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The Fertile Ground of Shattered Dreams

May 19, 2010

Our beautiful maple tree lies in pieces on our front lawn, as the blossom laden magnolia looks on. This magnificent tree had its home in the very center of our front yard. I watched as it grew from a tiny sapling to a large, spreading beauty that garnered the attention of strangers and their cameras each fall. I loved this tree and spent many hours studying its shape and texture from my office window as I contemplated the words I was putting on a page. It was a silent friend and constant companion, but the drought of the last several years took its toll and now it is gone.

It has been difficult for me to enjoy the nearby magnolia this year as I usually do. Its tremendous white blossoms bathe all who pass by in its luscious scent.  I have not cut a single blossom for our foyer to fill our house with its aroma. My heart is heavy from my loss and my focus and energy is still required in the cleanup effort. I must put things in order, remove the debris before it kills the grass and pile the wood for fuel for winter.

Life is full of such experiences, and while the loss of a tree is a rather minor loss, it is a loss none the less an example of what is required to survive even greater losses. Our dreams are much like my beloved maple tree. They do not always last as long as we would like them to or grow as big and luscious as anticipated. Sometimes our dreams end up in a heap on the ground. Like the maple and the magnolia, while one dream lies dead and in pieces on the ground ~ gone for good ~ another different, but just as magnificent dream waits in the background.  Before we can take hold of a new dream, we must mourn our loss, grieve what has passed, and put our house in order.

There is a season and a time for fulfilling each dream and a time for laying them to rest. We do not always want to let go, especially if we thought our dream would live forever and we did not consider the day it would be gone.  Going through the steps of letting go of a dream that has died will ready the ground for the roots of the new one to take hold.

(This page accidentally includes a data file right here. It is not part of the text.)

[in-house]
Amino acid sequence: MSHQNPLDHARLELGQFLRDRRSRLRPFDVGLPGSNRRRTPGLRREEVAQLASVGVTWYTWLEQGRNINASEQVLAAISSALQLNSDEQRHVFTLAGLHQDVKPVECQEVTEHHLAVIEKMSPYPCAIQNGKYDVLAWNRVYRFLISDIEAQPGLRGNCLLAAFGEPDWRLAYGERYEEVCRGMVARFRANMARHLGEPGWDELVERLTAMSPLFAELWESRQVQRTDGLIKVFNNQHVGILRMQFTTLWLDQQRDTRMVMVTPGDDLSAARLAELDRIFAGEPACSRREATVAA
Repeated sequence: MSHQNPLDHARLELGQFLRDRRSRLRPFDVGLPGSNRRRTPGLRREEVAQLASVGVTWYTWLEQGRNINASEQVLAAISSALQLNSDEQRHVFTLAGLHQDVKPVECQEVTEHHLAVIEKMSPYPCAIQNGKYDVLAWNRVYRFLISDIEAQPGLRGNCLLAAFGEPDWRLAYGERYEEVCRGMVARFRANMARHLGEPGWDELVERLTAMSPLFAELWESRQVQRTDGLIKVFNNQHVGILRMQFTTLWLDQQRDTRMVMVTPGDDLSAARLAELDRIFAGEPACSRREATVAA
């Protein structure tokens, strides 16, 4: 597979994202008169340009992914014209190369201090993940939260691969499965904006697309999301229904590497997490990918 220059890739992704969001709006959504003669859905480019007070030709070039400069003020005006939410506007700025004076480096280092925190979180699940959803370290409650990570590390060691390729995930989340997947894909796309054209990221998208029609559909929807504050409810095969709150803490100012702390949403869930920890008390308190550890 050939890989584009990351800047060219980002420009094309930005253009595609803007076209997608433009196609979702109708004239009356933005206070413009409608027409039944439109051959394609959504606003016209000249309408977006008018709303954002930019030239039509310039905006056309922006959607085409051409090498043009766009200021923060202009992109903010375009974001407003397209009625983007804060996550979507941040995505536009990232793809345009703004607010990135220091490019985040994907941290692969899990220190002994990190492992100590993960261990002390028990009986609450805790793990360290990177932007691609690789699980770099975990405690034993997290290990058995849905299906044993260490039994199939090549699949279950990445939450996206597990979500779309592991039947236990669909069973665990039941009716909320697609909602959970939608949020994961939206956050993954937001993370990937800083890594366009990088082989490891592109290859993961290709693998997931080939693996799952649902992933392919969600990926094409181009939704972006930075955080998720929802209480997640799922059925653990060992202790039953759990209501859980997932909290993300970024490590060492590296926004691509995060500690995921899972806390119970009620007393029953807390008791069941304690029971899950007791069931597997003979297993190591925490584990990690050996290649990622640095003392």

If you have lost a dream and it is lying in pieces around you, you have a choice. You can sit amongst the wreckage, refusing to let go, as the wood rots and the grass beneath it dies, or you can get to work cleaning up the debris and stacking the wood neatly in a pile to keep you warm in winter. The grieving process is a necessary part of moving on and one that we cannot avoid. Undertaking the clean up process provides the time and opportunity to heal. Focused on a practical task often helps our sorrow find its way to the surface and our tears to flow. If we give our sadness expression and not try to bury it or trap it inside to fester, we can begin to heal.

Lost dreams and shattered hopes generate the wisdom we need to meet our next challenge. When one dream dies, the lessons we have learned remain intact and they will be there to help us bring the next dream to fruition.  In all of life’s transitions, it is important to give ourselves time to mourn and time to reorder our lives, before we begin again. Too often we try to skip over the sorrow and the unpleasant work, but that only leaves our hearts heavy and our brains foggy.

If you are struggling to put your life together after a dream has been shattered, and it does not seem to be working, consider giving yourself more time to mourn, more time to heal and putting your practical life in order.  Your next dream will be there when you are ready, just as the magnolia will be there for me to enjoy next spring, and if it is not, the dogwood will be.

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